Joynt angelic in Canadian debut as Gilda in Edmonton Opera's RigolettoReview
Not all “first times” can be memorable.
For Edmonton Opera audiences, however, the performance of Sharleen Joynt as a mainstage coloratura soprano will be one to remember for a long time. As Gilda in Edmonton Opera’s production of Verdi’s Rigoletto, Joynt shimmers with an angelic quality that is simply heavenly. Navigating Verdi’s writing with ease, Joynt simply captivated the audience, portraying Gilda with purity and innocence. Her performance of the aria “Caro nome” was particularly exquisite; her expressiveness made Gilda a shining light amid the darker themes of lust, betrayal, and vengeance.
Matthew White is the perfect foil for Joynt, wowing the audience with his lyric tenor as the Duke of Mantua. Ruthless, manipulative and lustful, White complements his portrayal of a man drunk with power with tremendous vocals. While his performance of “La donna è mobile” was a crowdpleaser, it was his “Parmi veder” at the beginning of Act II, where he laments the disappearance of his “beloved” Gilda, that elicited the strongest response. The fickleness of his feelings for Gilda, however, are underpinned by how “Parmi veder” is staged: he sings it half-naked after a tryst with another “beloved.”
His singing remains silky smooth through all its ranges, particularly in the higher parts of his voice.
As the titular character, baritone James Westman once again underscores his place as one of Canada’s best interpreters of Verdi’s music. Renowned by critics and audiences alike for his portrayal of Giorgio Germont in Verdi’s La traviata, Westman’s interpretation of Rigoletto is expressive, nuanced and multi-dimensional; he transitions like a chameleon from court jester to loving father to scheming murderer. And all the while, his singing remains silky smooth through all its ranges, particularly in the higher parts of his voice.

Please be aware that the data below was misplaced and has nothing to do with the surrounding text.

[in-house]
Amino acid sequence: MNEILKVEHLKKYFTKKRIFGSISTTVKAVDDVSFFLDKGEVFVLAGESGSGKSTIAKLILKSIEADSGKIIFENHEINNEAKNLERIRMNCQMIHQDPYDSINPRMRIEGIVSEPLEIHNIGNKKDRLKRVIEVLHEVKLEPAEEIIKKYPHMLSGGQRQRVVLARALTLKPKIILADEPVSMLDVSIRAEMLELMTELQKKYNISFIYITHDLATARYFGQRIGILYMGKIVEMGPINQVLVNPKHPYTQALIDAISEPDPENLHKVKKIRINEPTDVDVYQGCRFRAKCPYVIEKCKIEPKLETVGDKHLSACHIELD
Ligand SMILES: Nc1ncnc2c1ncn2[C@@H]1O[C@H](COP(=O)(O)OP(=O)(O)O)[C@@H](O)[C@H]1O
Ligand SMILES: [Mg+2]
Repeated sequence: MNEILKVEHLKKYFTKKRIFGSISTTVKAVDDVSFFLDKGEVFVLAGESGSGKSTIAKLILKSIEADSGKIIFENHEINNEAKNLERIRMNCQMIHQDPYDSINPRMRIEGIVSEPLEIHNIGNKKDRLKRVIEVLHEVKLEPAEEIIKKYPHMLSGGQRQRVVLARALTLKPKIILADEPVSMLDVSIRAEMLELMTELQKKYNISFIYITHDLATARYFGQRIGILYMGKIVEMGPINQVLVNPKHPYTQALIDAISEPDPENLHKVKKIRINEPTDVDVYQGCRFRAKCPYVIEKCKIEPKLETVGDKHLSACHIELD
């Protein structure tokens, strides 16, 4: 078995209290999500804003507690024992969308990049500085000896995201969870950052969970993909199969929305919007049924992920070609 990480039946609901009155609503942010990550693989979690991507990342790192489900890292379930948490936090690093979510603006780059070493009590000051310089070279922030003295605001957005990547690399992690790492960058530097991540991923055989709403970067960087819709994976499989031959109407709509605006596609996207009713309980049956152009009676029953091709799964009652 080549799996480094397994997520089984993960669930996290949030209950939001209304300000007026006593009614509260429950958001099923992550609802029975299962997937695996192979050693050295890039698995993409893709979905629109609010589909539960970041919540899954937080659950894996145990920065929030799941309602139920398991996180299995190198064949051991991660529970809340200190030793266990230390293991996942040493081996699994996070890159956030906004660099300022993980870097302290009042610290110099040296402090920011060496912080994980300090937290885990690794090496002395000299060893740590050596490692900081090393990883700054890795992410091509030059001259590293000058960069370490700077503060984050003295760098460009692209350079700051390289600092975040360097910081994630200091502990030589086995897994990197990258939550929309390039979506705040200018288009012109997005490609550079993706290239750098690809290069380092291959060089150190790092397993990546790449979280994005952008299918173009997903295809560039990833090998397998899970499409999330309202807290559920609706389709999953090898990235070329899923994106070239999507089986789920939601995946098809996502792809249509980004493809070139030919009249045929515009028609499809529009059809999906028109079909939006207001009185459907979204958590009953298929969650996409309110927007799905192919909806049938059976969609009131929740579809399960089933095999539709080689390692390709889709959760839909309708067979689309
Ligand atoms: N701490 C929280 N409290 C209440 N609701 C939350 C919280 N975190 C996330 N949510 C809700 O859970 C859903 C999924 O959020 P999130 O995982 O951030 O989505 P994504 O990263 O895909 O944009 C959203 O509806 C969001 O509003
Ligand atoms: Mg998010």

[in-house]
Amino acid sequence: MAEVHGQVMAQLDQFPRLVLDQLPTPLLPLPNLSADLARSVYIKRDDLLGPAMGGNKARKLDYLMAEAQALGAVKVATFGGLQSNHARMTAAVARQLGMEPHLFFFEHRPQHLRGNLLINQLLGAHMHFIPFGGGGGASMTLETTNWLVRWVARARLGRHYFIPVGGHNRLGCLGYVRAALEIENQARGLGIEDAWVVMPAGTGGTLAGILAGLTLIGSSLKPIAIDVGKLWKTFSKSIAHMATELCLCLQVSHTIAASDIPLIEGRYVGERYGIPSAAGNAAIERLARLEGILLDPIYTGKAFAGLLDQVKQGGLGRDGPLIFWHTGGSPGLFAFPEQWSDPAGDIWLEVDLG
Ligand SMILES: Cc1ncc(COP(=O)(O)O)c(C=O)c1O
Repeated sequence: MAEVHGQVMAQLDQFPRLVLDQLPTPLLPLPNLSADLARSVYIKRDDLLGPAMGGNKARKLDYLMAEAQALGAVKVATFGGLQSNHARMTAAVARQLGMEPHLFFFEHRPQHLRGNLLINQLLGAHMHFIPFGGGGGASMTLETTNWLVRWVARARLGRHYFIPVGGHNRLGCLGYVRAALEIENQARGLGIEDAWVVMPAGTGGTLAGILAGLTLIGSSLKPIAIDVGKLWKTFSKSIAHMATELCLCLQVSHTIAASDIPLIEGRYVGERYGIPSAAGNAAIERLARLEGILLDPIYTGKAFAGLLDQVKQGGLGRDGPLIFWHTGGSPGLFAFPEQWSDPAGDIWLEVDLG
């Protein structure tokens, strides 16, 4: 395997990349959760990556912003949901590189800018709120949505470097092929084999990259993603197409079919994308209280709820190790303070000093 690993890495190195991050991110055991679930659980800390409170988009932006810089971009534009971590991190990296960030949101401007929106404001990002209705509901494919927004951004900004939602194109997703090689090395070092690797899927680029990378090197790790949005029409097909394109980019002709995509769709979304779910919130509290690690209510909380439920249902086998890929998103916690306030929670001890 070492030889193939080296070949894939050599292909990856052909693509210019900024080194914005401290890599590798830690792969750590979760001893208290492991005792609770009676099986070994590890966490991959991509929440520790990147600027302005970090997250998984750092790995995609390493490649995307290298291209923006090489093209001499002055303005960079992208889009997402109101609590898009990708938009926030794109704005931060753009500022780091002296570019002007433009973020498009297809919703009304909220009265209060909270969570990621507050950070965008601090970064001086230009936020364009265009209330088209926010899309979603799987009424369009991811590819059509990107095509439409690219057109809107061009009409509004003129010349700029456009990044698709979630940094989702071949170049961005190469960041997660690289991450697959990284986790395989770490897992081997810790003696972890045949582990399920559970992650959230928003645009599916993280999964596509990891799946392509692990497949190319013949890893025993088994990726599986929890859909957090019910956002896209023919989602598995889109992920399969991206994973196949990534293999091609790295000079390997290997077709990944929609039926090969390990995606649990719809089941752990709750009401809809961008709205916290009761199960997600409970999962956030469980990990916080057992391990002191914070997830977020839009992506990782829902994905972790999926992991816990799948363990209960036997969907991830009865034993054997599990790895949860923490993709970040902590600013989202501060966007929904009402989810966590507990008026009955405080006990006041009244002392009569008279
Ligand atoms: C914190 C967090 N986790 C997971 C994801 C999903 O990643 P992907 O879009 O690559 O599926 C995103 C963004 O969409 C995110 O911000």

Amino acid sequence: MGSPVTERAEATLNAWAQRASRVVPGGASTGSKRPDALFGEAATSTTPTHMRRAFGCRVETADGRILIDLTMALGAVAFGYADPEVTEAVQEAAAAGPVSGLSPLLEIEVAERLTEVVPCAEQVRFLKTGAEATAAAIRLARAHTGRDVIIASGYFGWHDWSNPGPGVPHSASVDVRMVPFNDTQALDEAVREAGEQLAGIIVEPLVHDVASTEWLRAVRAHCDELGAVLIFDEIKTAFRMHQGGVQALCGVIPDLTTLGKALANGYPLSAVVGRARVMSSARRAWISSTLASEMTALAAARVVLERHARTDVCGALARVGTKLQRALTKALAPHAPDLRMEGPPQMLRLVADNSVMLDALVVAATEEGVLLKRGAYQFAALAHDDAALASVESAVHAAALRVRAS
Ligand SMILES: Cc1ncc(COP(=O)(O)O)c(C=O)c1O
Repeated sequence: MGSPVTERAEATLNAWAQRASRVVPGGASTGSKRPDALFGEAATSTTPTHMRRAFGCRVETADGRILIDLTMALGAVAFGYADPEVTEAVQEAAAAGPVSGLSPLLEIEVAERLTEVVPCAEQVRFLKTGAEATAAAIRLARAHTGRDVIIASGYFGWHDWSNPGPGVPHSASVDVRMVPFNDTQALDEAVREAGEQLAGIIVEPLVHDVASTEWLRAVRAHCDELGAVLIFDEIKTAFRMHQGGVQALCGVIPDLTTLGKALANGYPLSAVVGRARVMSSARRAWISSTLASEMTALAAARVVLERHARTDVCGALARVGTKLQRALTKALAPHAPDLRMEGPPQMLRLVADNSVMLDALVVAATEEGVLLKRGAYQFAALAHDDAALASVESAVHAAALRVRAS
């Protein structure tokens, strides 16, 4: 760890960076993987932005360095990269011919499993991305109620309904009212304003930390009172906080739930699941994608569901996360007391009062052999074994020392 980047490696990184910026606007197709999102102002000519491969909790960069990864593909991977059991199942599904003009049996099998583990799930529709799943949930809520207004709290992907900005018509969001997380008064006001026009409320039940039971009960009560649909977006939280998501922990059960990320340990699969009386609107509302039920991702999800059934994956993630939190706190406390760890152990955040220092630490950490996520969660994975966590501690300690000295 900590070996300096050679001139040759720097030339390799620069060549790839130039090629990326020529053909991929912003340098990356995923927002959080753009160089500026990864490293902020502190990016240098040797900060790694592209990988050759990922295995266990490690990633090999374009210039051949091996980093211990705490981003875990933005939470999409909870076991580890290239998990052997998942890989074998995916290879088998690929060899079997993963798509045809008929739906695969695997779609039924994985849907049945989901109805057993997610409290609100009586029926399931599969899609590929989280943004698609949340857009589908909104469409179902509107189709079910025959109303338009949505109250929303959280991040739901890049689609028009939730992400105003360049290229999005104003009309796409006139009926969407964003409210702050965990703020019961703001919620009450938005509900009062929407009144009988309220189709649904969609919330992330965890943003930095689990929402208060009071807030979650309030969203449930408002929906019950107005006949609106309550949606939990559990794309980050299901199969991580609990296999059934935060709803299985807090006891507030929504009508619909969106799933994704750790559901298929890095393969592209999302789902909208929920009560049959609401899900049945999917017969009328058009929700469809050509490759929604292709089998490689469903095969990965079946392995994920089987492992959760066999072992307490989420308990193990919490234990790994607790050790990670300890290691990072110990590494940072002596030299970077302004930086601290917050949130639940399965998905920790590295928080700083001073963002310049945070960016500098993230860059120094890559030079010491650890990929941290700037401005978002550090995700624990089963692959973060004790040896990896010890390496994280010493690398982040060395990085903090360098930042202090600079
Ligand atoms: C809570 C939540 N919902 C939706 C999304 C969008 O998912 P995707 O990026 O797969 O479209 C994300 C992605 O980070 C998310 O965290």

The performances by these three core principal characters was enhanced by the relatively simple set design. The audience focuses more on the tremendous interpretations by Joynt, White and Westman. But while the set design was relatively simple, the lighting cues effectively used shadows to accentuate darker themes within the opera such as the abduction of Gilda and the betrayal of Rigoletto. In the aria “Cortigiani, vil razza dannata,” as Rigoletto pleads desperately for the return of his abducted daughter, the courtiers/abuctors are cast in shadow, backs turned to the jester, as Rigoletto’s pleas go ignored.
If you’ve never seen an opera before, this is a production that will definitely get you hooked.
The supporting cast should also be acknowledged for their limited time on stage. Baritone Aaron Dimoff offered strong portrayals as both the exiled courtier Monterone and the hitman Sparafucile. Krista da Silva is sultry as Maddalena. And as the henchmen Borsa and Marullo, tenor Matthew Dalen (in his Edmonton Opera debut) and baritone Tyler Fitzgerald are convincing in their loyalty to the duke and their coldness toward the court jester. Rounding out the strong vocal performances was the male chorus, prepared by chorusmaster Peter Dala, who sang confidently and clearly throughout the opening-night performance - especially the tenors.
With Rigoletto, Edmonton Opera connects with a wide spectrum of themes that most people will understand: the danger of power that goes unchecked, the fear when those closest to you are threatened, and the purity of love and being loved. If you’ve never seen an opera before, this is a production that will definitely get you hooked.